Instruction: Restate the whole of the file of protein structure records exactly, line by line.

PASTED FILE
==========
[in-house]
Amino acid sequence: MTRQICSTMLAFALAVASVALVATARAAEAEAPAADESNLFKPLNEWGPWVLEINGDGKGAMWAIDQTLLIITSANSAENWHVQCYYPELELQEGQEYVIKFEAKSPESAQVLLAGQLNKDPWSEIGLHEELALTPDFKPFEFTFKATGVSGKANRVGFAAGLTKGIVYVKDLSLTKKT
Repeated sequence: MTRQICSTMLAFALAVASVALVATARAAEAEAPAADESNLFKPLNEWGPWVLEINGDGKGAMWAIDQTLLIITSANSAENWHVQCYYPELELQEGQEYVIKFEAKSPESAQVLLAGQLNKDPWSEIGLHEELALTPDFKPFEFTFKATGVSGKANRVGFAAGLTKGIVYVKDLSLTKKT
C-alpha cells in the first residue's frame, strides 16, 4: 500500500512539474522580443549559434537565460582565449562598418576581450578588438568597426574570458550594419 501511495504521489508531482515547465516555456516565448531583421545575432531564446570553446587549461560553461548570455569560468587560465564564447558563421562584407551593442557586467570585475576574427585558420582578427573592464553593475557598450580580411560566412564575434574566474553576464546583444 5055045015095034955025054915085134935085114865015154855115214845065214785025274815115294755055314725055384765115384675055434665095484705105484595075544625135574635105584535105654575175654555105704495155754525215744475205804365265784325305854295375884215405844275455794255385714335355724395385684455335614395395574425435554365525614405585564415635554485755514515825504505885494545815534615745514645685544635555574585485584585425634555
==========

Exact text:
[in-house]
Amino acid sequence: MTRQICSTMLAFALAVASVALVATARAAEAEAPAADESNLFKPLNEWGPWVLEINGDGKGAMWAIDQTLLIITSANSAENWHVQCYYPELELQEGQEYVIKFEAKSPESAQVLLAGQLNKDPWSEIGLHEELALTPDFKPFEFTFKATGVSGKANRVGFAAGLTKGIVYVKDLSLTKKT
Repeated sequence: MTRQICSTMLAFALAVASVALVATARAAEAEAPAADESNLFKPLNEWGPWVLEINGDGKGAMWAIDQTLLIITSANSAENWHVQCYYPELELQEGQEYVIKFEAKSPESAQVLLAGQLNKDPWSEIGLHEELALTPDFKPFEFTFKATGVSGKANRVGFAAGLTKGIVYVKDLSLTKKT
C-alpha cells in the first residue's frame, strides 16, 4: 500500500512539474522580443549559434537565460582565449562598418576581450578588438568597426574570458550594419 501511495504521489508531482515547465516555456516565448531583421545575432531564446570553446587549461560553461548570455569560468587560465564564447558563421562584407551593442557586467570585475576574427585558420582578427573592464553593475557598450580580411560566412564575434574566474553576464546583444 5055045015095034955025054915085134935085114865015154855115214845065214785025274815115294755055314725055384765115384675055434665095484705105484595075544625135574635105584535105654575175654555105704495155754525215744475205804365265784325305854295375884215405844275455794255385714335355724395385684455335614395395574425435554365525614405585564415635554485755514515825504505885494545815534615745514645685544635555574585485584585425634555